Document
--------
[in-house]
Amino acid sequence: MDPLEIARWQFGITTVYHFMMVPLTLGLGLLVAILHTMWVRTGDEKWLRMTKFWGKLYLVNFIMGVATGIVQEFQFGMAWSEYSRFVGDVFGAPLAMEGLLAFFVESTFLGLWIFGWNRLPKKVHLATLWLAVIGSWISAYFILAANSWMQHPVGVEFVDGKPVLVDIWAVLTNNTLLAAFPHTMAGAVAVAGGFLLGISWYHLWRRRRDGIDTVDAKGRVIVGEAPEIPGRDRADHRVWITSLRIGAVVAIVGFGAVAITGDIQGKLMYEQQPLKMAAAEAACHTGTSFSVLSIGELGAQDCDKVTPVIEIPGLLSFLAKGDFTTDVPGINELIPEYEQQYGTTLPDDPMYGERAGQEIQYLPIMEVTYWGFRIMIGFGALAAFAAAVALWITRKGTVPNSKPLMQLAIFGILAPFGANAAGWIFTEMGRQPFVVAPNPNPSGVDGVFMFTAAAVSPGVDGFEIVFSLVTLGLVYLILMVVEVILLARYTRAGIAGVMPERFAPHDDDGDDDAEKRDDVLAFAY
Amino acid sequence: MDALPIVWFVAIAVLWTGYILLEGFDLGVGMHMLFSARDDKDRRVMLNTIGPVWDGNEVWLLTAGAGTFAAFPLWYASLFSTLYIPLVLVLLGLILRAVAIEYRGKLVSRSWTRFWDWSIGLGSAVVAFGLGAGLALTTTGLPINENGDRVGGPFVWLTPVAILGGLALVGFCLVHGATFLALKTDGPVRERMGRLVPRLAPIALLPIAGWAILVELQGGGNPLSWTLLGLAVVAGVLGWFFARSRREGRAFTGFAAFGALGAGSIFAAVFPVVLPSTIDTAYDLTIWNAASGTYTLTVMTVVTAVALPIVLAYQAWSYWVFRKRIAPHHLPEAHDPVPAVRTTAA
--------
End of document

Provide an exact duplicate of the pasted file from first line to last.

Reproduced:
[in-house]
Amino acid sequence: MDPLEIARWQFGITTVYHFMMVPLTLGLGLLVAILHTMWVRTGDEKWLRMTKFWGKLYLVNFIMGVATGIVQEFQFGMAWSEYSRFVGDVFGAPLAMEGLLAFFVESTFLGLWIFGWNRLPKKVHLATLWLAVIGSWISAYFILAANSWMQHPVGVEFVDGKPVLVDIWAVLTNNTLLAAFPHTMAGAVAVAGGFLLGISWYHLWRRRRDGIDTVDAKGRVIVGEAPEIPGRDRADHRVWITSLRIGAVVAIVGFGAVAITGDIQGKLMYEQQPLKMAAAEAACHTGTSFSVLSIGELGAQDCDKVTPVIEIPGLLSFLAKGDFTTDVPGINELIPEYEQQYGTTLPDDPMYGERAGQEIQYLPIMEVTYWGFRIMIGFGALAAFAAAVALWITRKGTVPNSKPLMQLAIFGILAPFGANAAGWIFTEMGRQPFVVAPNPNPSGVDGVFMFTAAAVSPGVDGFEIVFSLVTLGLVYLILMVVEVILLARYTRAGIAGVMPERFAPHDDDGDDDAEKRDDVLAFAY
Amino acid sequence: MDALPIVWFVAIAVLWTGYILLEGFDLGVGMHMLFSARDDKDRRVMLNTIGPVWDGNEVWLLTAGAGTFAAFPLWYASLFSTLYIPLVLVLLGLILRAVAIEYRGKLVSRSWTRFWDWSIGLGSAVVAFGLGAGLALTTTGLPINENGDRVGGPFVWLTPVAILGGLALVGFCLVHGATFLALKTDGPVRERMGRLVPRLAPIALLPIAGWAILVELQGGGNPLSWTLLGLAVVAGVLGWFFARSRREGRAFTGFAAFGALGAGSIFAAVFPVVLPSTIDTAYDLTIWNAASGTYTLTVMTVVTAVALPIVLAYQAWSYWVFRKRIAPHHLPEAHDPVPAVRTTAA